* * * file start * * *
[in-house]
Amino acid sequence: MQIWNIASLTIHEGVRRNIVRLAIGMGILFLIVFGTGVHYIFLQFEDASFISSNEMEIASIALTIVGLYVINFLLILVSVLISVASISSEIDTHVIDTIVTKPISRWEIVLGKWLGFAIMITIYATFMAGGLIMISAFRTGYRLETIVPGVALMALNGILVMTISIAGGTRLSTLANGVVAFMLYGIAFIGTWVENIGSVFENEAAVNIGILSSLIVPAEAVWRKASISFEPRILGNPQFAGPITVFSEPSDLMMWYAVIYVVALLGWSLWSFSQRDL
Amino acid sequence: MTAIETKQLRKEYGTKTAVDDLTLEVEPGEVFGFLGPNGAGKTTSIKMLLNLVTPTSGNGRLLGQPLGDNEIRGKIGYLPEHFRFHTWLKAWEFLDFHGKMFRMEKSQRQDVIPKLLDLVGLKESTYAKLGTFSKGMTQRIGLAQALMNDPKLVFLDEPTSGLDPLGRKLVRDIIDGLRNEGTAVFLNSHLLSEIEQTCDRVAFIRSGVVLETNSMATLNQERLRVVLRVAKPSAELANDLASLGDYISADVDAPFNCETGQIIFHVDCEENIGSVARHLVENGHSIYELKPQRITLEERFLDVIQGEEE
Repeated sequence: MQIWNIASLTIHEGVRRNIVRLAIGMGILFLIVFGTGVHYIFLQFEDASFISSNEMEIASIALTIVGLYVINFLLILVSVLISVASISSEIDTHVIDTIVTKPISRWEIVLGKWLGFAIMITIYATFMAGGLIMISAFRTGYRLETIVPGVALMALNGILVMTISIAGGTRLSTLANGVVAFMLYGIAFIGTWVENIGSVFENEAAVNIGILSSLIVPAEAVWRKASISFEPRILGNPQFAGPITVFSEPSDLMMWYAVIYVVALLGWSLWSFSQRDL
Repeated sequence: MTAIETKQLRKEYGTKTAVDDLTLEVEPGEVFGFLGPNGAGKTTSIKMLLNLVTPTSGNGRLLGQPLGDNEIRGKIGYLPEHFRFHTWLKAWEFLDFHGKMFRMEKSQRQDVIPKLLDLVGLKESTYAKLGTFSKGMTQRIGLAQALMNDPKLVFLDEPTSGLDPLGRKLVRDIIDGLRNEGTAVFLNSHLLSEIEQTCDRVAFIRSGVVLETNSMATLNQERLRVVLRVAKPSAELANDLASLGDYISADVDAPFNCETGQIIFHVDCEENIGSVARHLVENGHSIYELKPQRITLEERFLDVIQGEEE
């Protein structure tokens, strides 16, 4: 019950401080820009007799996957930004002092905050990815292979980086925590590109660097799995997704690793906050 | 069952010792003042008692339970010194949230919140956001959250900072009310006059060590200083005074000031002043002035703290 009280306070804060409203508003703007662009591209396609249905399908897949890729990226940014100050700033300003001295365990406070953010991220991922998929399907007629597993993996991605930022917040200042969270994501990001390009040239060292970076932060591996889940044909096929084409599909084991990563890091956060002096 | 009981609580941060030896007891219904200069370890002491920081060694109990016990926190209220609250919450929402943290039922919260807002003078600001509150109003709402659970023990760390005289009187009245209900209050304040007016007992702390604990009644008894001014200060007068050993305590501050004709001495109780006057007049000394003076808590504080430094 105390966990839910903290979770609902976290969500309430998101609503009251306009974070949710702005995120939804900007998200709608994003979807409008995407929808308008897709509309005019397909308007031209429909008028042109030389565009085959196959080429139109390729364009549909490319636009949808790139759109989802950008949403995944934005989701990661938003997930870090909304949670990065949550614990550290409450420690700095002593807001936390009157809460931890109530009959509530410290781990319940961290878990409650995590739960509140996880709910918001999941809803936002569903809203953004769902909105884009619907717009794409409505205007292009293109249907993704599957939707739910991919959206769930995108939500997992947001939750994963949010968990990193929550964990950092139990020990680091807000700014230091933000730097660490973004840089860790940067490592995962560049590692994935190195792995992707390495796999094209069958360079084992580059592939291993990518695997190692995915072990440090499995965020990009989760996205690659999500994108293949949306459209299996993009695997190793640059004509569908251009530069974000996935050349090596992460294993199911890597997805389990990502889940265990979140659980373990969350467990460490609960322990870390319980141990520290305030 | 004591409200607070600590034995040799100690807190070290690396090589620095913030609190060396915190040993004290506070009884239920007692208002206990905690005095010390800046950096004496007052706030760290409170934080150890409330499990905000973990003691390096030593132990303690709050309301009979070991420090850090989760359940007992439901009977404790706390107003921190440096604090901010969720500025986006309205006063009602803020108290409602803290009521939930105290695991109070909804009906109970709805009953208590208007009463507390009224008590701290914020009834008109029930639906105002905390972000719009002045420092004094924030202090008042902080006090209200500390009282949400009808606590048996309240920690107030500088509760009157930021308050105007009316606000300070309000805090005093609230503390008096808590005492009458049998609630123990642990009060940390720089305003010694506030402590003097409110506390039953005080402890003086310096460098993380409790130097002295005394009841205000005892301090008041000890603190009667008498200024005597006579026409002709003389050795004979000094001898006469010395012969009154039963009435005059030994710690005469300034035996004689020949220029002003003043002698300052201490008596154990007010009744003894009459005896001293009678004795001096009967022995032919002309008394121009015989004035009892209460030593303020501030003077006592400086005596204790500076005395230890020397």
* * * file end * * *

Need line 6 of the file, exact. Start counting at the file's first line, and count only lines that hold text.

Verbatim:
């Protein structure tokens, strides 16, 4: 019950401080820009007799996957930004002092905050990815292979980086925590590109660097799995997704690793906050 | 069952010792003042008692339970010194949230919140956001959250900072009310006059060590200083005074000031002043002035703290 009280306070804060409203508003703007662009591209396609249905399908897949890729990226940014100050700033300003001295365990406070953010991220991922998929399907007629597993993996991605930022917040200042969270994501990001390009040239060292970076932060591996889940044909096929084409599909084991990563890091956060002096 | 009981609580941060030896007891219904200069370890002491920081060694109990016990926190209220609250919450929402943290039922919260807002003078600001509150109003709402659970023990760390005289009187009245209900209050304040007016007992702390604990009644008894001014200060007068050993305590501050004709001495109780006057007049000394003076808590504080430094 105390966990839910903290979770609902976290969500309430998101609503009251306009974070949710702005995120939804900007998200709608994003979807409008995407929808308008897709509309005019397909308007031209429909008028042109030389565009085959196959080429139109390729364009549909490319636009949808790139759109989802950008949403995944934005989701990661938003997930870090909304949670990065949550614990550290409450420690700095002593807001936390009157809460931890109530009959509530410290781990319940961290878990409650995590739960509140996880709910918001999941809803936002569903809203953004769902909105884009619907717009794409409505205007292009293109249907993704599957939707739910991919959206769930995108939500997992947001939750994963949010968990990193929550964990950092139990020990680091807000700014230091933000730097660490973004840089860790940067490592995962560049590692994935190195792995992707390495796999094209069958360079084992580059592939291993990518695997190692995915072990440090499995965020990009989760996205690659999500994108293949949306459209299996993009695997190793640059004509569908251009530069974000996935050349090596992460294993199911890597997805389990990502889940265990979140659980373990969350467990460490609960322990870390319980141990520290305030 | 004591409200607070600590034995040799100690807190070290690396090589620095913030609190060396915190040993004290506070009884239920007692208002206990905690005095010390800046950096004496007052706030760290409170934080150890409330499990905000973990003691390096030593132990303690709050309301009979070991420090850090989760359940007992439901009977404790706390107003921190440096604090901010969720500025986006309205006063009602803020108290409602803290009521939930105290695991109070909804009906109970709805009953208590208007009463507390009224008590701290914020009834008109029930639906105002905390972000719009002045420092004094924030202090008042902080006090209200500390009282949400009808606590048996309240920690107030500088509760009157930021308050105007009316606000300070309000805090005093609230503390008096808590005492009458049998609630123990642990009060940390720089305003010694506030402590003097409110506390039953005080402890003086310096460098993380409790130097002295005394009841205000005892301090008041000890603190009667008498200024005597006579026409002709003389050795004979000094001898006469010395012969009154039963009435005059030994710690005469300034035996004689020949220029002003003043002698300052201490008596154990007010009744003894009459005896001293009678004795001096009967022995032919002309008394121009015989004035009892209460030593303020501030003077006592400086005596204790500076005395230890020397």